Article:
Up until this point, it had been unclear where within the health system accountability for managing quality access to care, or specifically how long a patient waits for care, lay. The new governance model introduced for the Wait Time Strategy put this charge to the hospital CEO and board chair, making these individuals accountable for managing access and wait times in their organization (Trypuc et al., 2007). This was enforced through Hospital Accountability Agreements, which outlined accompanying requirements, including conditions for wait time funding and expectations for WTIS deployment and clinical adoption. A nested hierarchy of accountability agreements from the ministry, to the hospital CEO, to hospital operating units, instilled commitment at all levels of the industry to strive toward shared goals.

Hospital accountabilities and the accompanying processes they needed to adhere to were clearly documented. Hospitals had access to the WTIS project team and received frequent communications, as well as opportunities to seek clarification through regular teleconference sessions. Hospital coordinators and clinical leaders working with the project team were accountable for disseminating WTIS-related information to the field. A highly orchestrated communications program ensured information was coordinated and consistent, no matter who was delivering the message, thus helping to minimize misinterpretation or misinformation while reinforcing accountability.

Through the Wait Time Strategy, the government established clear objectives and expectations for the WTIS project, beginning with a commitment to publicly report wait time data collected through the system. By posting wait time results on the provincial website, the government was also being held to account for improvements in access to care by the citizens of Ontario. The initial objectives (outlined in Figure 2) were specific to five priority areas of care: cancer surgery, cardiac procedures, cataract surgery, hip and knee replacement surgery and MRI and CT scans.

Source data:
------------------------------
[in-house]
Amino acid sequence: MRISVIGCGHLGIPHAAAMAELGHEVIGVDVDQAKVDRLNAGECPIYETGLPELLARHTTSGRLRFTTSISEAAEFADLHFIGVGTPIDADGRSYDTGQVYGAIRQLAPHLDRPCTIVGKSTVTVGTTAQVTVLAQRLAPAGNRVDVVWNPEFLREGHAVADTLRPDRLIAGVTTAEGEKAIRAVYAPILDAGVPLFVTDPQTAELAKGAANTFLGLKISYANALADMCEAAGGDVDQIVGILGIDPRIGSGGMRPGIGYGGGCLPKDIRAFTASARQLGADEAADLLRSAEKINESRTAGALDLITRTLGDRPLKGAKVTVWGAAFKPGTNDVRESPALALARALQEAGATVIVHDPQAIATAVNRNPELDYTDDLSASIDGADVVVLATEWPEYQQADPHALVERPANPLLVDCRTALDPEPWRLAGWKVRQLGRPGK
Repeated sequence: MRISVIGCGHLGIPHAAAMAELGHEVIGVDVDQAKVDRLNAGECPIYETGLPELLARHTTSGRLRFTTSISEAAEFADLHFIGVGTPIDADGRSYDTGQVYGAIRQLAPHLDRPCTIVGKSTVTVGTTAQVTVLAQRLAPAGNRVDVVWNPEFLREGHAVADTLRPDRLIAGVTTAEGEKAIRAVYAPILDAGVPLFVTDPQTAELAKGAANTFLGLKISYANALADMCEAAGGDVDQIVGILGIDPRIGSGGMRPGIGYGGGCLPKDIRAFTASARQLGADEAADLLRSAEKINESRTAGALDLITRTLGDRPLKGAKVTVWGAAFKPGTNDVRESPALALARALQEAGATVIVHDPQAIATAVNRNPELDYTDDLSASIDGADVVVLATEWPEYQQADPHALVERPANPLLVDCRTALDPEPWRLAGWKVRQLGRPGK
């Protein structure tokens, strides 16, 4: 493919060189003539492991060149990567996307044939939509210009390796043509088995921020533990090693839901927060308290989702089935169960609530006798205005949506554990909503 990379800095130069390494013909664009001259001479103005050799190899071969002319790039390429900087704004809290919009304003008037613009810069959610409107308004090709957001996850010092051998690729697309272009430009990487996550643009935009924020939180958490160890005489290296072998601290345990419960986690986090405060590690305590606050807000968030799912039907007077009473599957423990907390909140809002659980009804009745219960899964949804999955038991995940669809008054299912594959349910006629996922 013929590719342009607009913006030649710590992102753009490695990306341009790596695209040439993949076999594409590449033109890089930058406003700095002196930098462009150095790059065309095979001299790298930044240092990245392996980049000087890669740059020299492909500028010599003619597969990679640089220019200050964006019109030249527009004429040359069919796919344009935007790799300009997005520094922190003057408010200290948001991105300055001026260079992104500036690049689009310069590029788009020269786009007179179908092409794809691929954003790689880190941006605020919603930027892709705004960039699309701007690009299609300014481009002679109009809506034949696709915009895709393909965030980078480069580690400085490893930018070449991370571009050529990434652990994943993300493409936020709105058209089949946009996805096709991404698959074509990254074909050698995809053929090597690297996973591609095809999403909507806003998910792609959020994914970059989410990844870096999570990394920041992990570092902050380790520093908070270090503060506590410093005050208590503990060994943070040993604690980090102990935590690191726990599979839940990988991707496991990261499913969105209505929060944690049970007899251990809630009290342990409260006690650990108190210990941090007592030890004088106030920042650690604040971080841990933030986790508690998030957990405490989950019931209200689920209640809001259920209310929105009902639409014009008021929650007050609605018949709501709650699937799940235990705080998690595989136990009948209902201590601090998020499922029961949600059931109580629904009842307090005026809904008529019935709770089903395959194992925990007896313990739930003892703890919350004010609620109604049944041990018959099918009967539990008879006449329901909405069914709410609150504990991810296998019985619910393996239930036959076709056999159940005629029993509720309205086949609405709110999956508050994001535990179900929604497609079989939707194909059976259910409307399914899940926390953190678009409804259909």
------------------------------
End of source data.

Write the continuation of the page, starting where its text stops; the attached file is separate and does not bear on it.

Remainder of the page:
[Figure 2]


At the execution level, deployment of the WTIS relied heavily on the efforts of hospitals, which were accountable for meeting numerous project milestones in the midst of a number of other initiatives already underway. Input from the field, channeled through the WTIS Project Steering Committee, was factored into deployment planning and, to a certain extent, timing, so that hospital activities and resources could be coordinated. Although timelines remained aggressive, these early consultations allowed the WTIS project team to establish clear expectations and milestones from the start. Hospitals were provided guidance on anticipated work efforts so that they could align resources early, along with tools to help them keep an eye on upcoming activities and track their progress. These processes and tools are further discussed in the article "Taking It to the Streets: Delivering on Deployment" .

Individual clinicians also had accountabilities in the deployment of the WTIS. Clinicians, who had so far been maintaining individual wait lists, were now required to centrally report wait time data from their offices, and do so within two business days. As relationships and work processes between hospitals and clinicians vary, significant effort was required on the part of hospitals to ensure clinicians understood and were able to fulfill their responsibilities. The WTIS project team ensured hospital teams were fully supported in anticipation of the challenges they would face in getting clinicians engaged. Along with extensive customizable communications materials, hospitals found the opportunity to draw on the advice and support of clinician champions and clinical leaders within their organization particularly helpful in helping clinicians understand the implications and anticipated benefits of the WTIS.